UEFA may not have realized, but Palestine have already scored several goals in this season’s Champions League.

Africa’s best striker was widely hailed as the outstanding player on the pitch in the Champions League game at Stamford Bridge a couple of weeks ago — and no, it wasn’t Samuel Eto’o. Egyptian forward Mohamed Salah has arrived on the global stage with Swiss club FC Basel, and he’s so talented that everyone is just going to have to put up with him regardless of what they think of his politics. You see in the past year Salah scored plenty of goals for Egypt (six in World Cup qualifying so far) and it turns out he also scores goals for another nation — Palestine.

When Salah curled in Basel’s equalizer vs Jose Mourinho’s lackluster Chelsea earlier in the month  (the Swiss side went on to win) it will have been uncomfortable viewing for his many critics.

Here’s the story from last month when Basel played Maccabi Tel Aviv in the qualifying round:

[Salah] played an important part in [Basel’s] qualification for the Champions League, but it was not without controversy. At their home fixture against Israeli club Maccabi Tel Aviv, he refused to shake the opposition players’ hands for political reasons, busying himself with his shoelaces instead. Then he indicated he did not want to play the return fixture at all.

Basel management insisted on Salah’s turning out, and he gave in, albeit grudgingly so. “Football is more important than politics, and it is my job. In my thoughts, I am going to play in Palestine and not Israel, and I am going to score and win there,” he said at the time. “The Zionist flag will not be shown in the Champions League.”

His prediction came true when he scored Basel’s second goal in a 3-3 draw. Maccabi Tel Aviv were beaten 4-3 on aggregate. And about those handshakes? Salah fist-bumped instead.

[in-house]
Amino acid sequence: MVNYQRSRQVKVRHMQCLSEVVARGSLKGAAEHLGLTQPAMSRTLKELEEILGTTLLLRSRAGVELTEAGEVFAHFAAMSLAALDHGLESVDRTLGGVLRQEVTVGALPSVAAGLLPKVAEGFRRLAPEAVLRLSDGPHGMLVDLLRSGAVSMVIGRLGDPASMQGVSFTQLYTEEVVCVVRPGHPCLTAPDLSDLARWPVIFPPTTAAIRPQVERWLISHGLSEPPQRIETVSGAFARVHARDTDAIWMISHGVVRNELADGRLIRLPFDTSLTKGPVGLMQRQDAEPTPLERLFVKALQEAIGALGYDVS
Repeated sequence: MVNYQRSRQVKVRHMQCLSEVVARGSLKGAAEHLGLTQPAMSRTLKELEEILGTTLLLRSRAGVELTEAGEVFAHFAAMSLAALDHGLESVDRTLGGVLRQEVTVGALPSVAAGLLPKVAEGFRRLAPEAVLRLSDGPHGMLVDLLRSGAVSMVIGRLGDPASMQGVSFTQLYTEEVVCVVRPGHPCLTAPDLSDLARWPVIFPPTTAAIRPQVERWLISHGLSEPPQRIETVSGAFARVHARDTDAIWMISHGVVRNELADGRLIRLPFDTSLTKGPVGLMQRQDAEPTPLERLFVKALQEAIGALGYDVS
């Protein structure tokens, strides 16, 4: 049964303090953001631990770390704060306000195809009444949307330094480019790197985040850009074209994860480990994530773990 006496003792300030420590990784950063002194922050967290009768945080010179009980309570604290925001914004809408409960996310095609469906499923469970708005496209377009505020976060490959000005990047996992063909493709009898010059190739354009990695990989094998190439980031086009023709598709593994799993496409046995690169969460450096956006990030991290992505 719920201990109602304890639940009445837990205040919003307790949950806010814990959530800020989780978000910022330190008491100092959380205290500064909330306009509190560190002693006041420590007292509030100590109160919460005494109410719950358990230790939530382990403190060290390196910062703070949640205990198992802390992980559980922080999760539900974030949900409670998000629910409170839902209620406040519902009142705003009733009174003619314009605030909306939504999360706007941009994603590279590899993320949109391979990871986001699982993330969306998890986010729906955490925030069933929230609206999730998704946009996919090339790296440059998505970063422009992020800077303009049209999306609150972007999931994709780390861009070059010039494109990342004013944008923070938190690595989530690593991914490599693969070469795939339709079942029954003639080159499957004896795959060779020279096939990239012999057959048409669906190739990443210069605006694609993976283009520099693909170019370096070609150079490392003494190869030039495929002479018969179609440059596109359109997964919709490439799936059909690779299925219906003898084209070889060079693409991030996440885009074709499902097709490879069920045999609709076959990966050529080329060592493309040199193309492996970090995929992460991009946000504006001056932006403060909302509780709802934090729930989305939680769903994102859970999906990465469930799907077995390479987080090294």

Unsurprisingly, Salah’s protest drew plenty of criticism from different parts of the Israeli press, as well as from 101GreatGoals, a hugely popular website that we like for their relentless and often witty coverage of the game around the world (and their ability to mine the internet for videos of goals), but which seems to get it all wrong when it comes to politics (they’ve also dabbled in pubescent-style misogyny now and again). They ranted:

Will UEFA investigate this shocking lack of sportsmanship from the Egyptian?

After the first game, in which Salah had tied his laces to avoid shaking the hands of the Maccabi players, 101GreatGoals called it an “unsavory incident” and again called for UEFA to investigate. Investigate what exactly?

Predictably, there were those who criticized Salah for bringing politics into football, which is supposedly non-political. Those people need to go read Laurent Dubois’s recent blockbuster piece on the history of the World Cup and have a serious rethink. The sportsmanship and mutual understanding supposedly expressed through the ritual of pre-match handshakes is just one of the many circumstances in and around a football match where the sport takes on a political significance. (Remember when both Patrice Evra and Anton Ferdinand, in separate incidents, refused to shake the hands of opponents who had racially abused them?)

Of course Salah was accused of pettiness, and he certainly risked appearing juvenile with the two schemes — tying his shoelaces and fist bumping. All this shows is how narrow the opportunity for political protest was for him, and how well he used it — those fist bumps come to look almost like a series of black power salutes (check the replay).

Nowadays everybody loves Tommie Smith and John Carlos even though in 1968 the IOC kicked them out of the games and the white American establishment treated them as unsporting pariahs. Like Salah, Smith and Carlos chose a ritual moment outside of the contest itself to make their protest, and it’s worth remembering that Tommie Smith regarded his salute principally as a “human rights salute”. Salah wasn’t at the Olympics, but his courage and conviction shouldn’t be dismissed.

Clearly the fact that he scored a crucial goal definitely helped — they say you should do your talking on the pitch rather than off it, but fortunately Salah can do both.

We applaud Salah, who at the young age of 21 has realized that not only can there be no neat separation between football and politics, but also that football can provide the venue for meaningful moments of political dissent. Salah joins other leading African players like Mohamed Aboutrika and the Malian forward Frederic Kanoute who have shown their solidarity with the Palestinian people while on the football field.

Egypt’s coach Bob Bradley says Salah is “the future of Egyptian football”. Bright future.

Further Reading

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